The defence of prescription, which only applies to private nuisance is a claim that a defendant has acquired a right to cause the relevant nuisance because they have done so for over 20 years without interruption. This is similar to the manner in which certain property rights come into existence. The logic is that a defendant can assume that there is nothing wrong with their activity if it has persisted for over 20 years. It is essential to note that the start of this 20-year period is not from the start of the activity itself, but from the start of the time that the activity became a nuisance. This can be seen in Sturges v Bridgman (the case of the confectioner and the doctor discussed above). The defendant claimed that he had been operating his pestle and mortar for over 20 years, but this argument failed - the activity only took on the nature of being a nuisance when the doctor built his consulting room.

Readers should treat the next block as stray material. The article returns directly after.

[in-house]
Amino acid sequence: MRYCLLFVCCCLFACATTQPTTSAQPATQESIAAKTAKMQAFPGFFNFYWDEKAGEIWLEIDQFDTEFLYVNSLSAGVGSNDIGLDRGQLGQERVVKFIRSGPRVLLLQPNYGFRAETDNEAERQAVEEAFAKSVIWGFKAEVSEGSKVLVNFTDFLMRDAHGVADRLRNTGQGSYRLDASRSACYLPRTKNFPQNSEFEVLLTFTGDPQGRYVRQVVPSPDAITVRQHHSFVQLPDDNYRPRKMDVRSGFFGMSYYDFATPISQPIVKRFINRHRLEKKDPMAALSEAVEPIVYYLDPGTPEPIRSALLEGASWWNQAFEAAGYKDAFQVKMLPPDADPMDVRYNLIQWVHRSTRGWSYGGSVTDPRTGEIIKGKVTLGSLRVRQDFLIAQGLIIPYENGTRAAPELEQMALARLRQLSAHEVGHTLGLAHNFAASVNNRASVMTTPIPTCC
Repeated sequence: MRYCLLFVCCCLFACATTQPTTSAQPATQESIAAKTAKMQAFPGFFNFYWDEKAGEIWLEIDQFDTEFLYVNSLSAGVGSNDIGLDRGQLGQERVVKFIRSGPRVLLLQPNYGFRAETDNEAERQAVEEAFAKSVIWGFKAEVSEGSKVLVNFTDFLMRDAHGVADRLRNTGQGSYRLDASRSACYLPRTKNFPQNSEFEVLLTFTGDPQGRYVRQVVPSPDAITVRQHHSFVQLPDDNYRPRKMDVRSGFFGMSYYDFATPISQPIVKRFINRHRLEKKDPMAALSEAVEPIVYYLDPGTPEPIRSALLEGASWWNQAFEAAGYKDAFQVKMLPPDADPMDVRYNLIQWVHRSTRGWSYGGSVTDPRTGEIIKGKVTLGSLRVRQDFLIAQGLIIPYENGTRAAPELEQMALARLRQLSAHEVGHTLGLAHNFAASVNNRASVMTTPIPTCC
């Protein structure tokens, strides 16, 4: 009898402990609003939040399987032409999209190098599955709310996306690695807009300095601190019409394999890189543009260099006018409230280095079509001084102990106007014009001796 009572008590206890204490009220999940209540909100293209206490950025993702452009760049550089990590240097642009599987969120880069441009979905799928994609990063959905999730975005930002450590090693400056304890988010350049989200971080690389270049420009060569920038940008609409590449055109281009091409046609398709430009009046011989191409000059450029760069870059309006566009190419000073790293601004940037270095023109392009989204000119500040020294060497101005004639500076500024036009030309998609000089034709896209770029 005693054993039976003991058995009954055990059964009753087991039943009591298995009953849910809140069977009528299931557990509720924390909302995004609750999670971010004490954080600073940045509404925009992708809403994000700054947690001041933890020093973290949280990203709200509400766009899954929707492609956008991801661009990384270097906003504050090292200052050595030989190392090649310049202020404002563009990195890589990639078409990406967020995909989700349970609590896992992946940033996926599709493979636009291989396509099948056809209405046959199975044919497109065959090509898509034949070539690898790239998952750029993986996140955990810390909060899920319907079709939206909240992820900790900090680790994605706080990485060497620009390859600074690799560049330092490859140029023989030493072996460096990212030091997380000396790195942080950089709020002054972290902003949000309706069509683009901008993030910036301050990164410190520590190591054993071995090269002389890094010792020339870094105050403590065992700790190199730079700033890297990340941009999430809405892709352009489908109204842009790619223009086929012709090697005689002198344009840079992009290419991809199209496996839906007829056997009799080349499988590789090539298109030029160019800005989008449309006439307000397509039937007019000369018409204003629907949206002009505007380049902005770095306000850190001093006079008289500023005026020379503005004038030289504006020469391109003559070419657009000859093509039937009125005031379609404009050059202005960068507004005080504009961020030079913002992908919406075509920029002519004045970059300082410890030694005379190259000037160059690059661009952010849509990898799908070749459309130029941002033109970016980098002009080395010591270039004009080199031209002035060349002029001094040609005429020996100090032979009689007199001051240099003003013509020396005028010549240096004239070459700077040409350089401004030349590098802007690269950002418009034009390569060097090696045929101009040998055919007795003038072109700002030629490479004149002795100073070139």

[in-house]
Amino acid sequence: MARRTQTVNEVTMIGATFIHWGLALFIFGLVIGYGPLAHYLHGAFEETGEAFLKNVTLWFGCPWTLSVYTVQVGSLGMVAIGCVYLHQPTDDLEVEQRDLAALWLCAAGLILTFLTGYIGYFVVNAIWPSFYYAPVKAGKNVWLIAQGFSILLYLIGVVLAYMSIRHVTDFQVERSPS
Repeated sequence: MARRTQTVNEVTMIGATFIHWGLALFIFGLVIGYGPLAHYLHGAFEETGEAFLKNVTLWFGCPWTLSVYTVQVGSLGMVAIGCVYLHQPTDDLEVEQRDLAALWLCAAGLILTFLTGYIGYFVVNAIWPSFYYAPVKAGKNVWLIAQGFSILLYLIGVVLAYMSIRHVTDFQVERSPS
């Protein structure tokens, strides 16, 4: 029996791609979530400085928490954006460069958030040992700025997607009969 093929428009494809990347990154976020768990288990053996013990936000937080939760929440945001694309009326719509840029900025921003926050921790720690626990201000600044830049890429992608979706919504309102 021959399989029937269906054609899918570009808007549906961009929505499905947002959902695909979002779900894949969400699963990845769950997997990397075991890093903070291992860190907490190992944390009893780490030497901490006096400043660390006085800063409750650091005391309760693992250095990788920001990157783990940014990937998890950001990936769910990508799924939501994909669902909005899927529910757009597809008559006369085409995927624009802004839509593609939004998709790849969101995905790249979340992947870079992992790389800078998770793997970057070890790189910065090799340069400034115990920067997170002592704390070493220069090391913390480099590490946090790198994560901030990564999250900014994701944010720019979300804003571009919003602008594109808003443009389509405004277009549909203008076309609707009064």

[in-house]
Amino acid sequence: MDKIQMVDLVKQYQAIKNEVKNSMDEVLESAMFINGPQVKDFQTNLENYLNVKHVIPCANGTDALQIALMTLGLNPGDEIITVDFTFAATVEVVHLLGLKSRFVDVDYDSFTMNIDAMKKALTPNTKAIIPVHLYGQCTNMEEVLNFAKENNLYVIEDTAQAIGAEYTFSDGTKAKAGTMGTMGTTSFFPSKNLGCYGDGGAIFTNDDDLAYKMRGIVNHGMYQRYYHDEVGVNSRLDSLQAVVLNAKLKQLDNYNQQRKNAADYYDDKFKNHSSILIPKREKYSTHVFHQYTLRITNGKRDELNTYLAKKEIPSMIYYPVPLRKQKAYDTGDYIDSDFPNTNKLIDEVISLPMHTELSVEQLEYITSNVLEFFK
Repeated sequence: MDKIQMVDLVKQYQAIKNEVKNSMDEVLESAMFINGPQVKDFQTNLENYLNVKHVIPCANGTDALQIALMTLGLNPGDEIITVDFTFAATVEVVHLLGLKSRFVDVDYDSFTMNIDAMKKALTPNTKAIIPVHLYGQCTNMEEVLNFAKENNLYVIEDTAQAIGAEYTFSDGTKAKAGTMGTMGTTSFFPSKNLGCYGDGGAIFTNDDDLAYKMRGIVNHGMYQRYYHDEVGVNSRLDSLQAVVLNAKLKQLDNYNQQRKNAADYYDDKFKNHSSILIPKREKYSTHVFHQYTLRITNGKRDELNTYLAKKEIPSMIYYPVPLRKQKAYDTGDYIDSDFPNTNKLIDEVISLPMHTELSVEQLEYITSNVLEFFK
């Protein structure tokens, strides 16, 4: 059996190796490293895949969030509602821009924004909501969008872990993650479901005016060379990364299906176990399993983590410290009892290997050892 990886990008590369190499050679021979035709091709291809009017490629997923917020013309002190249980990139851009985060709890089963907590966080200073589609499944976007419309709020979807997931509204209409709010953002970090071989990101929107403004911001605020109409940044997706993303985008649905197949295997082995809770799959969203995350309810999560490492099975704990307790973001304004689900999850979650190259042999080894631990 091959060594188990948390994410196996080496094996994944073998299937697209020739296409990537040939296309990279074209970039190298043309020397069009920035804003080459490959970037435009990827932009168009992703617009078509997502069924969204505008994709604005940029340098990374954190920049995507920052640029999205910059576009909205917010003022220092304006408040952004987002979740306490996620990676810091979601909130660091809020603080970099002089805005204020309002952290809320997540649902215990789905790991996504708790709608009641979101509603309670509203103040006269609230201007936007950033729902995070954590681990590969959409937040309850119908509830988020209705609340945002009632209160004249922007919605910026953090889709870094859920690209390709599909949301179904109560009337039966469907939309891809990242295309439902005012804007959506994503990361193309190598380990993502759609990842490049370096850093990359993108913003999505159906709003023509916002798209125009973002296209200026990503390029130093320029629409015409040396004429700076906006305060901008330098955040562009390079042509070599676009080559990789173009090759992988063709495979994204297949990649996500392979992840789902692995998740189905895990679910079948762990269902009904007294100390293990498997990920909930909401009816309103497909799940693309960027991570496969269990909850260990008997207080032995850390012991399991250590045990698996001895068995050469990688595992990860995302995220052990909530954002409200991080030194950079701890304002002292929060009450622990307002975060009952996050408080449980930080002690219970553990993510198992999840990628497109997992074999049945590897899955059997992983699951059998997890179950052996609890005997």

If a defendant’s activity is authorised by statute, then this will likely constitute a valid defence. This is based on the fact that statutes are the creation of Parliament, and the judiciary is remiss to usurp its authority. Certain statutes (such as the Civil Aviation Act 1982) will explicitly note that activity covered by them cannot give rise to a claim in nuisance. Others will simply authorise the activity - this will not form a barrier to using the statute as a defence. Notably, this covers the process of planning permission, meaning most authorised construction will be covered. However, an authorised activity which is undertaken in an unreasonable manner can still give rise to a claim in nuisance, as in Wheeler v JJ Saunders Ltd  Ch 19. The defendant built a pig house with planning permission. The claimant brought a case in private nuisance on the basis that smells and noise coming from the pig house disturbed the guest house he had built close by. Nevertheless, the claim for nuisance succeeded since the activity of the pig house was held to be unreasonable.